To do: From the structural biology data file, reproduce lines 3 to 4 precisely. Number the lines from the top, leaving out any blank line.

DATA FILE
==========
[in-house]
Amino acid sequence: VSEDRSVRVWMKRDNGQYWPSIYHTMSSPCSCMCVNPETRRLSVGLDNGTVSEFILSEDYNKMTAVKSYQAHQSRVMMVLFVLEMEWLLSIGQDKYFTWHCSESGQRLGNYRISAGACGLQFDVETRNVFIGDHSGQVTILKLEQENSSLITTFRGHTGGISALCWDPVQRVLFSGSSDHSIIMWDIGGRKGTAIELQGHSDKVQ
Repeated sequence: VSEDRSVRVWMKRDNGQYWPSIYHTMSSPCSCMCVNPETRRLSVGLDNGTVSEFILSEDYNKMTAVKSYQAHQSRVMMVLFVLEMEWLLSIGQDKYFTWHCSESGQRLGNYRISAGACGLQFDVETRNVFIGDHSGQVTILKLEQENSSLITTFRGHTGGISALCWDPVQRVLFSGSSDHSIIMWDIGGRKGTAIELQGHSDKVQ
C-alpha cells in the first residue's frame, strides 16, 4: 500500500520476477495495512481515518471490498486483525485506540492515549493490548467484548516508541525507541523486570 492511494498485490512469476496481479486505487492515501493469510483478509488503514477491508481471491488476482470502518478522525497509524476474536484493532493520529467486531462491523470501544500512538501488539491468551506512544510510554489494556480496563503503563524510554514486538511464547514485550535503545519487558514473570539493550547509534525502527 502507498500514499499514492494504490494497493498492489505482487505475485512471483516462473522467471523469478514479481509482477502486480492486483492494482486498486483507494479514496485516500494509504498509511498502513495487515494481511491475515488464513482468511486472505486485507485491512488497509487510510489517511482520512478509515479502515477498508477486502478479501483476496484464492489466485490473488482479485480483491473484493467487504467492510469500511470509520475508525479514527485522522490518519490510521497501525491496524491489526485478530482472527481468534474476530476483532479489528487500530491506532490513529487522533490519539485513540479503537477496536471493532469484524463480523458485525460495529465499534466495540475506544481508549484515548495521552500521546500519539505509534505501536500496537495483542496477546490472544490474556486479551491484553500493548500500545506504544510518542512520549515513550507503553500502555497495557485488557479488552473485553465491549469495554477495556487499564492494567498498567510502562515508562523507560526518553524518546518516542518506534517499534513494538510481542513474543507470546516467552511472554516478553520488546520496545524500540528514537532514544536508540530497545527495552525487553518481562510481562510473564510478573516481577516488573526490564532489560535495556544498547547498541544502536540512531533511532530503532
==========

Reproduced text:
Repeated sequence: VSEDRSVRVWMKRDNGQYWPSIYHTMSSPCSCMCVNPETRRLSVGLDNGTVSEFILSEDYNKMTAVKSYQAHQSRVMMVLFVLEMEWLLSIGQDKYFTWHCSESGQRLGNYRISAGACGLQFDVETRNVFIGDHSGQVTILKLEQENSSLITTFRGHTGGISALCWDPVQRVLFSGSSDHSIIMWDIGGRKGTAIELQGHSDKVQ
C-alpha cells in the first residue's frame, strides 16, 4: 500500500520476477495495512481515518471490498486483525485506540492515549493490548467484548516508541525507541523486570 492511494498485490512469476496481479486505487492515501493469510483478509488503514477491508481471491488476482470502518478522525497509524476474536484493532493520529467486531462491523470501544500512538501488539491468551506512544510510554489494556480496563503503563524510554514486538511464547514485550535503545519487558514473570539493550547509534525502527 502507498500514499499514492494504490494497493498492489505482487505475485512471483516462473522467471523469478514479481509482477502486480492486483492494482486498486483507494479514496485516500494509504498509511498502513495487515494481511491475515488464513482468511486472505486485507485491512488497509487510510489517511482520512478509515479502515477498508477486502478479501483476496484464492489466485490473488482479485480483491473484493467487504467492510469500511470509520475508525479514527485522522490518519490510521497501525491496524491489526485478530482472527481468534474476530476483532479489528487500530491506532490513529487522533490519539485513540479503537477496536471493532469484524463480523458485525460495529465499534466495540475506544481508549484515548495521552500521546500519539505509534505501536500496537495483542496477546490472544490474556486479551491484553500493548500500545506504544510518542512520549515513550507503553500502555497495557485488557479488552473485553465491549469495554477495556487499564492494567498498567510502562515508562523507560526518553524518546518516542518506534517499534513494538510481542513474543507470546516467552511472554516478553520488546520496545524500540528514537532514544536508540530497545527495552525487553518481562510481562510473564510478573516481577516488573526490564532489560535495556544498547547498541544502536540512531533511532530503532